At the end of this step we should, in theory, have a working amplifier. The step mainly involves straight one-to-one wiring of the main-board leads to the pots and tube sockets, as well as wiring the power supply leads to the appropriate main-board turrets.
This photo shows the final wiring, after I upgraded the yellow Mallory 150s supplied in the kit to Orange-Drop 600V polyester capacitors. I found the 150s bright/brittle sounding and noticed in my tweaking that they are quite microphonic as well. The orange drops should be the 6PS type from Vishay/Sprague or SBE or the PVC type from Mallory. You don’t want the 715 series polyproplyene capacitors.
You might also notice a grid resistor on the 2nd triode of V1. In my debugging I had played with a grid resistor here to help stabilize the amplifier a bit (keep it from easily breaking into oscillation). A grid resistor is a common tweak seen in real Trainwrecks as well, a common result of the tweaking process. I don’t think I need this resistor anymore, but felt it did no harm to leave it in place.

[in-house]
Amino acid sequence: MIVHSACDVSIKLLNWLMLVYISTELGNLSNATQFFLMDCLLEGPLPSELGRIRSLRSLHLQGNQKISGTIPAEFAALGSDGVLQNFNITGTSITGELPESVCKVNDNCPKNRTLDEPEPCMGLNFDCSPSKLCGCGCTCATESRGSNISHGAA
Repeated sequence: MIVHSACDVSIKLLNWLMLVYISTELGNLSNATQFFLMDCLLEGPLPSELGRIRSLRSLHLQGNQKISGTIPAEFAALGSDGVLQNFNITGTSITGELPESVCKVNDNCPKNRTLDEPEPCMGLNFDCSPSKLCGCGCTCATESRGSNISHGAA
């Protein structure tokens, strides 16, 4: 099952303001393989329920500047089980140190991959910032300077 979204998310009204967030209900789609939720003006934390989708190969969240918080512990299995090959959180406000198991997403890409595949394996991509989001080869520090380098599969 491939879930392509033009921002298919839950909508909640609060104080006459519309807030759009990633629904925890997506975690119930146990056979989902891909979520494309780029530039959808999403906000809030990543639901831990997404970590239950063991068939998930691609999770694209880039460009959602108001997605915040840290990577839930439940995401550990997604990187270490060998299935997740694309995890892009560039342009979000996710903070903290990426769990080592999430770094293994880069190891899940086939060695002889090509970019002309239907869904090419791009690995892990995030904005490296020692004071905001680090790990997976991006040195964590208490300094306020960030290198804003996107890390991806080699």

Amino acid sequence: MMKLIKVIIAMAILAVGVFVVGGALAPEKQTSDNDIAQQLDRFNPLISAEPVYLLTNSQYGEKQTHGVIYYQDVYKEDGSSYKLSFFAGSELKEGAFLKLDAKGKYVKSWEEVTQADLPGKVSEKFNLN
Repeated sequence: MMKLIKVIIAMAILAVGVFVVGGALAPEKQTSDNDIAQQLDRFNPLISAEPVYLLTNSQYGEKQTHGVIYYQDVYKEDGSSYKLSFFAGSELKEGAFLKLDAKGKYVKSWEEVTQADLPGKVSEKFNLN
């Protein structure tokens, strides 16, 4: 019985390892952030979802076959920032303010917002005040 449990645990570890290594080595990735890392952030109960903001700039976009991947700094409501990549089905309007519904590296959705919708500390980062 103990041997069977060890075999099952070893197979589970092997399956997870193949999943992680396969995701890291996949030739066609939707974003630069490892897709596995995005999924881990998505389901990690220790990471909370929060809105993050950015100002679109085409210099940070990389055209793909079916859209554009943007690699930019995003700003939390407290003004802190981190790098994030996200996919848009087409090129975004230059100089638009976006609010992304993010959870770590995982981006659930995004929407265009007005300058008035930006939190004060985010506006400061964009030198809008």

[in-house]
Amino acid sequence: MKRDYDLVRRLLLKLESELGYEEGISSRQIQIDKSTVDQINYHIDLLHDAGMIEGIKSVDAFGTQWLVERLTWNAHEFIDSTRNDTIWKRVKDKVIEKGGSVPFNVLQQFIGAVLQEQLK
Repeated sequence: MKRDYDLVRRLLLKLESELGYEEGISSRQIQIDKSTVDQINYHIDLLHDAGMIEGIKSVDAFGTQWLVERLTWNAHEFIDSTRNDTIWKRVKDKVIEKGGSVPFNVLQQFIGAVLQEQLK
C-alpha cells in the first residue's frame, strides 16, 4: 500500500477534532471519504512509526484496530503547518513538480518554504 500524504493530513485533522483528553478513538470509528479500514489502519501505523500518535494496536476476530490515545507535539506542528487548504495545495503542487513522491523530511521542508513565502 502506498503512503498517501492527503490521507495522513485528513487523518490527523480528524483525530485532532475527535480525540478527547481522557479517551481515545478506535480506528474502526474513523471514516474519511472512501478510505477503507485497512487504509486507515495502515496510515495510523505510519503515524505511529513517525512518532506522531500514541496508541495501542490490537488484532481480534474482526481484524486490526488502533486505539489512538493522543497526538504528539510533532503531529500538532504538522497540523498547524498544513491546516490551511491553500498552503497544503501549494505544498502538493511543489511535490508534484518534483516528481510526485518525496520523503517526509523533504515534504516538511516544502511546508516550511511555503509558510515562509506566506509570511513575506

Another, earlier, overview shot of the main-board wired in place. Definitely refer back to the Francesca wiring pictures for this phase of the project (see Part 1)! You want to make sure that you get the lead dress (wire routing and shaping) correct here!
After completing all the amp wiring, check and double-check the finished product against your layout diagrams and wiring photos. It may help to take a break from the project and come back to do your final checks with fresh eyes. Resist rushing to plug it in and ’smoke test’ the device… you might get smoke! Next time we’ll talk about power up and debugging.